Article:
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5 secrets for keeping your New Year’s resolutions

Constant Therapy | Traumatic brain injury, Stroke

“Your life does not get better by chance, it gets better by change.” 

Have you made your New Years’ resolutions yet? 93% of us set New Year’s goals but only 19% of us keep them past February, according to the American Psychological Association

Setting goals a good thing – it means you are taking time to evaluate yourself and your life over the past year and decide what you would like to change in the new year. And when you commit to change, you’re taking the first step toward whatever it is you want to accomplish.

Individuals with a brain injury are continually working to improve their lives, and making New Year’s resolutions may feel even more important. Examples of goals for someone recovering from brain injury might be: 

  • I will walk to Starbucks and order and pay for a cup of coffee independently.
  • I will drive my car again.
  • I will get a job as an assistant teacher.

For any of us, sticking to goals can be difficult, but there are some critical steps to take that make it more likely we’ll keep our resolutions.

  1. Start with specific “micro-goals”. People who actually achieve their resolutions tend to set much smaller (or short-term) goals that are very specific and realistic. These are goals that build up to that big, long-term brain recovery goal. They are the pre-requisite skills that you will need to accomplish your long-term goal. For example, if a big goal is to order a cup of coffee at Starbucks independently, then your micro-goal might be to read a map to plan the most efficient way to reach Starbucks in 3 out of 4 trials. Read more about micro-goals here.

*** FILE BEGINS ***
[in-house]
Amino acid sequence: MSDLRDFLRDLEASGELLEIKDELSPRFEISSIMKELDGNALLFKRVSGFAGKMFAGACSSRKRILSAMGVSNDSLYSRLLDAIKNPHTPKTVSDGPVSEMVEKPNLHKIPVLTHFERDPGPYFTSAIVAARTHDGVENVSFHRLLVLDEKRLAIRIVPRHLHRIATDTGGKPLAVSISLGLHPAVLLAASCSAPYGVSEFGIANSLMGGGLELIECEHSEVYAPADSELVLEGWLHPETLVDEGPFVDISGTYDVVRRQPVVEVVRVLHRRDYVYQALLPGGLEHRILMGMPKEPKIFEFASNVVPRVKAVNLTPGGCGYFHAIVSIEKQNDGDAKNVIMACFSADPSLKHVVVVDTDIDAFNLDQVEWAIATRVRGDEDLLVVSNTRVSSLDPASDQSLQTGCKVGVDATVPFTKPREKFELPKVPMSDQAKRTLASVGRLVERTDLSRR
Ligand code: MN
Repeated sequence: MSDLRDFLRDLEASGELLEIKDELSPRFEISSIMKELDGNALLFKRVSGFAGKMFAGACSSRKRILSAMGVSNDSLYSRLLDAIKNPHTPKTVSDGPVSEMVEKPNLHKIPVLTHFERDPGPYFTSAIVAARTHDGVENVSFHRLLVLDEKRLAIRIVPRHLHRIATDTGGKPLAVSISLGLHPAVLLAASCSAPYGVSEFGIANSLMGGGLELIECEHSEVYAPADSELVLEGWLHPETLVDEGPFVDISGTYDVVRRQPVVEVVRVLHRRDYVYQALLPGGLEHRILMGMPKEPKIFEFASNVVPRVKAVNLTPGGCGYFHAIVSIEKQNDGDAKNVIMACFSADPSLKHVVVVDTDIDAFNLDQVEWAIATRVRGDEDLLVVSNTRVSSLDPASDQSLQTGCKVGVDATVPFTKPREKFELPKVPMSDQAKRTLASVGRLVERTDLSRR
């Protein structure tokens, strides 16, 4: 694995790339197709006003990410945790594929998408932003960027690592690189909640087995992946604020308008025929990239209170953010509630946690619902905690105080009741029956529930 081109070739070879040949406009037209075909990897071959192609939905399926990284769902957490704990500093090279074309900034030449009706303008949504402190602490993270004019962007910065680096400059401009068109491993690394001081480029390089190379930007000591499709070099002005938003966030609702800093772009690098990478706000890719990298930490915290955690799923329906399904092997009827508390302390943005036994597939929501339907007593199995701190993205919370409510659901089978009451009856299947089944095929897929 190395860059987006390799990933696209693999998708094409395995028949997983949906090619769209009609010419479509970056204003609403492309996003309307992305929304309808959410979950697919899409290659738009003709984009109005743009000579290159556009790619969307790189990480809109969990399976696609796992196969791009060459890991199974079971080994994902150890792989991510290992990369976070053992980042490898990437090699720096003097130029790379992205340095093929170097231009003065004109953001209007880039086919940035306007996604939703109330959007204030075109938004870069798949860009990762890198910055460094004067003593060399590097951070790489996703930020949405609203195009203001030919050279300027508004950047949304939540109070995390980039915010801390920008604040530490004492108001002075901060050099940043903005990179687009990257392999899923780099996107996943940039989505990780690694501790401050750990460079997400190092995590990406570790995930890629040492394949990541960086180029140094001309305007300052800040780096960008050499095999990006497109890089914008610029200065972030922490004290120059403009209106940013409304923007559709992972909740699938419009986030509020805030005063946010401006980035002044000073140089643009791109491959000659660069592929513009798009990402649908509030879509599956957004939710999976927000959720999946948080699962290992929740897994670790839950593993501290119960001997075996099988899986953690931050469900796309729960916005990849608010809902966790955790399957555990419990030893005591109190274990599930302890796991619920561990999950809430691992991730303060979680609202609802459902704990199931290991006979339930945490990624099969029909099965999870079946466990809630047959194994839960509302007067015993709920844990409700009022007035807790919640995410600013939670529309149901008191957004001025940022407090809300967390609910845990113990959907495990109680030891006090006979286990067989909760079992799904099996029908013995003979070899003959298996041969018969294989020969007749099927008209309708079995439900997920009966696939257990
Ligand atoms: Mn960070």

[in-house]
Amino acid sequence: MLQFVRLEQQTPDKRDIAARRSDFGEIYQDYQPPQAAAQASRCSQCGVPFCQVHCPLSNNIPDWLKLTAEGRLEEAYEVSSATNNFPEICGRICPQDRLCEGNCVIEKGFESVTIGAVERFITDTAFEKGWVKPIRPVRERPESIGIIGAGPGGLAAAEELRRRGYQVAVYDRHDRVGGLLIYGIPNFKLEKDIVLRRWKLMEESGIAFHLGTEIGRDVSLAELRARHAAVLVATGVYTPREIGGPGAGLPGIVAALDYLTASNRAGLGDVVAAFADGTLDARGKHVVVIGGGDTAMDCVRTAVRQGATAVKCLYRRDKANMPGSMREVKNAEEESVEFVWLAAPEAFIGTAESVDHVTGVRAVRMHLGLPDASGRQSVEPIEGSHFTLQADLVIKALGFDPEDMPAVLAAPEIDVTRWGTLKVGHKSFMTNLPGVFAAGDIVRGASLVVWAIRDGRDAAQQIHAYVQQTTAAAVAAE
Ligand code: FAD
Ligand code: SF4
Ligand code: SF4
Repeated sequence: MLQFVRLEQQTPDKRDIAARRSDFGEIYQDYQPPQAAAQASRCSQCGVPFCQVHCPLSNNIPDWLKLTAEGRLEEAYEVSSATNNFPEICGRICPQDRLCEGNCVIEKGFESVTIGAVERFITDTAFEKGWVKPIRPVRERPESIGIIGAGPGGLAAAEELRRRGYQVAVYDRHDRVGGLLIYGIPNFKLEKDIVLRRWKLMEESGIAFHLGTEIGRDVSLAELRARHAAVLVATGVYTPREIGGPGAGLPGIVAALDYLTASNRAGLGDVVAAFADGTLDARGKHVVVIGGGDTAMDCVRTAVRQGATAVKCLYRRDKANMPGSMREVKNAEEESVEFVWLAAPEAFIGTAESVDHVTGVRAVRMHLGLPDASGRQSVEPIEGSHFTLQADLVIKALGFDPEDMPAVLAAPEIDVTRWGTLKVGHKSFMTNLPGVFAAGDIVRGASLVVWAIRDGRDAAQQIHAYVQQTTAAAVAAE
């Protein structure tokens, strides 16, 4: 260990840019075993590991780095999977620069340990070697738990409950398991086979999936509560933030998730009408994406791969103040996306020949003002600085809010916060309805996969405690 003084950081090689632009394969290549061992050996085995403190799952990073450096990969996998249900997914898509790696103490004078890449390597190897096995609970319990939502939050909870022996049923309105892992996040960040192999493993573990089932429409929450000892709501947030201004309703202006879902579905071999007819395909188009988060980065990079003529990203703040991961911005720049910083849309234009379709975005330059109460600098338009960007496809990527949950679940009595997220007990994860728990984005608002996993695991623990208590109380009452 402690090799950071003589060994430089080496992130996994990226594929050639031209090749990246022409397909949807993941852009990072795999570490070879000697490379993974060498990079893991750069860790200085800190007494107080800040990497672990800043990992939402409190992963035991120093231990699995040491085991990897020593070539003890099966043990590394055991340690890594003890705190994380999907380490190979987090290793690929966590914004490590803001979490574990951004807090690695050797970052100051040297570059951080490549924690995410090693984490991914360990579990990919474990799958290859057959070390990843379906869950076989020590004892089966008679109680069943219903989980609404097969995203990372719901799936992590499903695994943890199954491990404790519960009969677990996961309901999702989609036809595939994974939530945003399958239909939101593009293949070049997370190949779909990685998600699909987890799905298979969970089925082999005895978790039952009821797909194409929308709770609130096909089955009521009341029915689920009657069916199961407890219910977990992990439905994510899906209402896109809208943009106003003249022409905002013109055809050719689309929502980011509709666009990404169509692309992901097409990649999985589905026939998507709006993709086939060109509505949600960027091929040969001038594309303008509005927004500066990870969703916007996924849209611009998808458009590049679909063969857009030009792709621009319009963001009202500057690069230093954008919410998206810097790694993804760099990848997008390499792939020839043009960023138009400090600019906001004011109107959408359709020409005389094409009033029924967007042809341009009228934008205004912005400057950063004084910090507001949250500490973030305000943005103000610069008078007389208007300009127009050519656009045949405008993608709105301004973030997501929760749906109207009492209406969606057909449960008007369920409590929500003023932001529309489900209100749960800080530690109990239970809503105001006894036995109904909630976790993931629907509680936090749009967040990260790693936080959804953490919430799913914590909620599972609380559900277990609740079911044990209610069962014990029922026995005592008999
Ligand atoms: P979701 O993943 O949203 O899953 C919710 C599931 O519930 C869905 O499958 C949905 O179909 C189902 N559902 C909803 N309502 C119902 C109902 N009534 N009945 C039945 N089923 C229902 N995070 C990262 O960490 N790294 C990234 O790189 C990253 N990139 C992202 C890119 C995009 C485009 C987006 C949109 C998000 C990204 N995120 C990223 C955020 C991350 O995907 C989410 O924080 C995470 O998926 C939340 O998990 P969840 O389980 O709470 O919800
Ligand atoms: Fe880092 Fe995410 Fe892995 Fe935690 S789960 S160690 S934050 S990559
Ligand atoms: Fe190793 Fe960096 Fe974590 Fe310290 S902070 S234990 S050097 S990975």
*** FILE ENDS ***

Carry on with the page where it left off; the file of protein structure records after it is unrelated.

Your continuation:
2. Don’t make a goal you will never want to do. That’s a recipe for disaster. Is your resolution such a chore that you can easily find any excuse not to do it? If you’d rather clean out the garage than keep your resolution, then reassess your goal! And it’s important to make resolutions that have deep importance to you rather than things that you think are expected of you, or what someone else says you should do.
  3. Document your progress. It’s hard to stay focused on goals if you don’t see yourself making progress. Jot down your successes and challenges in a journal or keep a simple spreadsheet of milestones (and ask for help doing this if writing or typing is difficult) – this will help you to assess where you are in your journey and adjust your efforts accordingly.
  4. Practice patience and forgiveness. If things don’t go smoothly (and they often don’t) acknowledge that no one is perfect and that you are still on the right path. And goals are not set in stone. If you need to, change them. The purpose of goals is to help you improve, and if a goal isn’t doing that, or is just making you feel discouraged, it’s time to tweak it.
  5. Schedule in time to achieve goals: Time is elusive and often slips away from us with busy schedules and competing interests. So, schedule time for your resolutions on your calendar, too. This could mean blocking off an hour each day or dedicating a Saturday morning each week to one of your goals.

Whatever your goals are and wherever you are in your recovery, we wish you hope and health in the New Year!

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